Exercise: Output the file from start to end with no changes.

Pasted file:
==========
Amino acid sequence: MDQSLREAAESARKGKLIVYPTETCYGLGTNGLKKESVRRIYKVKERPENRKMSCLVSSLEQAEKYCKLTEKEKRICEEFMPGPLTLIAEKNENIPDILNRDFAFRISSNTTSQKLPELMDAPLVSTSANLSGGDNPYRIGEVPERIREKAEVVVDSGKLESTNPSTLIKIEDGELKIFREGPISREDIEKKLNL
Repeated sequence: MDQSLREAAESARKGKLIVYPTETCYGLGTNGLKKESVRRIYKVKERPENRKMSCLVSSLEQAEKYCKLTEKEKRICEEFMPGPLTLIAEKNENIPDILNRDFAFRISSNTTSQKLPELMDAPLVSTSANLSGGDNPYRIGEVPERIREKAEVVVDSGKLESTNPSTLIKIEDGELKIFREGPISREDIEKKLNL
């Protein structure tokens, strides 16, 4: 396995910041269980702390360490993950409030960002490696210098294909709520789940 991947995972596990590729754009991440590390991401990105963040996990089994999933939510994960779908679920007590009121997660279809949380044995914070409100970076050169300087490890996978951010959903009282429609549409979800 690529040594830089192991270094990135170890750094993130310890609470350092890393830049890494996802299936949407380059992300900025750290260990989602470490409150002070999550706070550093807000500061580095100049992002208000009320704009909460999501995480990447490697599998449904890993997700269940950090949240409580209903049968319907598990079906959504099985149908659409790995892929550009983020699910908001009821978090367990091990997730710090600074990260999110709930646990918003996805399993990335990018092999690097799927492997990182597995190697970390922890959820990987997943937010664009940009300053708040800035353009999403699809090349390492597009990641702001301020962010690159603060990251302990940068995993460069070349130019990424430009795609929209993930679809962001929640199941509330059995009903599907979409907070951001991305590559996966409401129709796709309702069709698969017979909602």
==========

Amino acid sequence: MDQSLREAAESARKGKLIVYPTETCYGLGTNGLKKESVRRIYKVKERPENRKMSCLVSSLEQAEKYCKLTEKEKRICEEFMPGPLTLIAEKNENIPDILNRDFAFRISSNTTSQKLPELMDAPLVSTSANLSGGDNPYRIGEVPERIREKAEVVVDSGKLESTNPSTLIKIEDGELKIFREGPISREDIEKKLNL
Repeated sequence: MDQSLREAAESARKGKLIVYPTETCYGLGTNGLKKESVRRIYKVKERPENRKMSCLVSSLEQAEKYCKLTEKEKRICEEFMPGPLTLIAEKNENIPDILNRDFAFRISSNTTSQKLPELMDAPLVSTSANLSGGDNPYRIGEVPERIREKAEVVVDSGKLESTNPSTLIKIEDGELKIFREGPISREDIEKKLNL
């Protein structure tokens, strides 16, 4: 396995910041269980702390360490993950409030960002490696210098294909709520789940 991947995972596990590729754009991440590390991401990105963040996990089994999933939510994960779908679920007590009121997660279809949380044995914070409100970076050169300087490890996978951010959903009282429609549409979800 690529040594830089192991270094990135170890750094993130310890609470350092890393830049890494996802299936949407380059992300900025750290260990989602470490409150002070999550706070550093807000500061580095100049992002208000009320704009909460999501995480990447490697599998449904890993997700269940950090949240409580209903049968319907598990079906959504099985149908659409790995892929550009983020699910908001009821978090367990091990997730710090600074990260999110709930646990918003996805399993990335990018092999690097799927492997990182597995190697970390922890959820990987997943937010664009940009300053708040800035353009999403699809090349390492597009990641702001301020962010690159603060990251302990940068995993460069070349130019990424430009795609929209993930679809962001929640199941509330059995009903599907979409907070951001991305590559996966409401129709796709309702069709698969017979909602």